Application of Estoppel to Submissions made before the Trademarks Registry: Delhi High Court

Posted On - 10 April, 2023 • By - King Stubb & Kasiva

The Delhi High Court has recently analyzed the application of the law of estoppel with respect to submissions made before the Trademarks Registry while registering a trademark. In the recent case of Raman Kwatra & Anr. v. M/s. Kei Industries Limited[1], the Court observed that once a party has made certain representations and assertions before the Trademark Registry to obtain the registration of a trademark, it cannot seek an equitable relief by making submissions contrary to such representations and assertions before the Court.

Analyzing the Judgment

Contentions of the Appellant

  • The Appellant contended that the learned Single Judge erred in ruling that the impugned trademark is not registered. The Appellant, to substantiate his claim, submitted his trademark application for the impugned trademark, “KEI” in Class 11.
  • He additionally contended that the goods covered by the Appellant’s trademark are distinct from those covered by the Respondent’s trademarks.
  • Further, he stated that his father has been using the trademark, “Kwality Label” in connection with identical goods since 1966 and that the Appellant created the impugned trademark by using the letters “KEI” in the same typeface and style as the “Kwality Label” trademark.
  • The Appellant based his fourth contention on the basis that the Respondent is precluded from asserting that the contested mark is deceptively similar to its own trademarks, as this assertion is entirely contrary to its earlier assertions made before the Trademark Registry during the registration. The Respondent had gained the registration on the basis that the two marks were distinct.
  • TheAppellant alsoclaimed the defence of honest and concurrent use.

Contentions of the Respondent

  • The Respondent argued that their registered trademark covered electrical appliances, allowing potential product portfolio expansion in the future.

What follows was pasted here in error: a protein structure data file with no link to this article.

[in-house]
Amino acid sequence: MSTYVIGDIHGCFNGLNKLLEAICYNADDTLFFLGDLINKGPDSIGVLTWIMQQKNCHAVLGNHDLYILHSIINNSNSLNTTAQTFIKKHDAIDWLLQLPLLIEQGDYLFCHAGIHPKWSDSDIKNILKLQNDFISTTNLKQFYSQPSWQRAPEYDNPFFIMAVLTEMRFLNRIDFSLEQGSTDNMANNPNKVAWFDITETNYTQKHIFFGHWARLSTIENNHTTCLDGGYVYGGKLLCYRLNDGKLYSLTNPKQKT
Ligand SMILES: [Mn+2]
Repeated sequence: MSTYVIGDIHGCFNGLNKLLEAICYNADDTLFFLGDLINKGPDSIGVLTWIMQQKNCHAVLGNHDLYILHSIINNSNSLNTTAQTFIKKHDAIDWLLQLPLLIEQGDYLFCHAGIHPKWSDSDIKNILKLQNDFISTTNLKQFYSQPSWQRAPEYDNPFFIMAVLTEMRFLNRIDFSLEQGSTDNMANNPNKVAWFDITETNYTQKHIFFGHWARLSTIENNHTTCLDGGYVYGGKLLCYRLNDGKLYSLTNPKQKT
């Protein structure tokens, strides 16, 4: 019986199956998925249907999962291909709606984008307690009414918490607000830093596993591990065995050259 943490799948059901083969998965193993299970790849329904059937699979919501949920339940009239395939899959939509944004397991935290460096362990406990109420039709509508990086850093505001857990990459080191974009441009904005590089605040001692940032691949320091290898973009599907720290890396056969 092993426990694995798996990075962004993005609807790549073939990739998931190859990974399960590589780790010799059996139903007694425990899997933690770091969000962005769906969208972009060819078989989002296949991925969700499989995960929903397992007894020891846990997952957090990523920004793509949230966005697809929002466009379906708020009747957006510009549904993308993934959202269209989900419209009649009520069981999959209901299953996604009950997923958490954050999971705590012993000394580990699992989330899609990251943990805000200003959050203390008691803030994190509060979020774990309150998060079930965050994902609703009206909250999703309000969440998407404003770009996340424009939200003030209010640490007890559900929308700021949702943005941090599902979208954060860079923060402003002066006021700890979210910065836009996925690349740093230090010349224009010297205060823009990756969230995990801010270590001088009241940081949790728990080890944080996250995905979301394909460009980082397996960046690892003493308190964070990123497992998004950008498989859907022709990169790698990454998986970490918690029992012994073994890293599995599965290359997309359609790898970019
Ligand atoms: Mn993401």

• He pointed out that, in addition to electrical wires and cables, the Respondent’s device mark included other kinds of “electrical and electronic instruments.”
  • As per the Respondent, the defence of honest and contemporaneous usage was not available to the Appellant. In order to substantiate his claims, he cited cases such as Power Control Appliances v. Sumeet Machines (P) Ltd.[2] and Laxmikant Patel v. Chetanbhai Shah[3].

Court’s Decision

  • The Court ruled that the Appellant did not infringe on the Respondent’s registered trademark “KEI” because it was only registered in Class 9 for “Wires and Cables (Electric and telecommunication)” and Class 35 for particular services.
  • The Court relied on Amar Chandra Chakraborty v. Collector of Excise, Government of Tripura & Ors[4]and observedthat the ejusdem generis rule did not apply to the Respondent’s trademark since it only covered specific goods and services rather than “other sorts of electrical and electronic instruments,” which encompassed the Appellant’s goods.
  • As a result, the Appellant was held not liable for trademark infringement under Section 29(2)[5] of the Trademarks Act, 1999 (hereinafter referred to as the Act).
  • The court was also satisfied with the Appellant’s contention that a party who has obtained trademark registration based on specific representations and declarations made before the Trade Marks Registry would be ineligible for equitable redress if it claimed otherwise.
  • The Court concluded that if a party has obtained the registration of their trademark by alleging that their mark is distinctfrom a cited mark, such party cannot obtain an interim injunction against the cited mark’s owneron the contention that the marks are deceptively similar.


The Respondent had contended infringement of their registered trademark primarily under Section 29(4)[6] of the Act. Thus, in addition to setting aside the impugned order of the Single Judge, the Court remanded the matter back to the Single Judge to examine the claim under Section 29(4). The Court’s decision established a substantive principle that parties cannot contradict the statements made before the Trademark Registry, in order to obtain favourable outcomes in court.

[1]Raman Kwatra&Anr. v. M/s. Kei Industries Limited, 2023/DHC/000083

[2] Power Control Appliances v. Sumeet Machines (P) Ltd., (1994) 2 SCC 448.

[3]Laxmikant Patel v. Chetanbhai Shah, (2002) 3 SCC 65.

[4] Amar Chandra Chakraborty v. Collector of Excise, Government of Tripura & Ors., (1972) 2 SCC 442.

[5] Section 29(2), Trade Marks Act, 1999.

[6] Section 29(4), Trade Marks Act, 1999.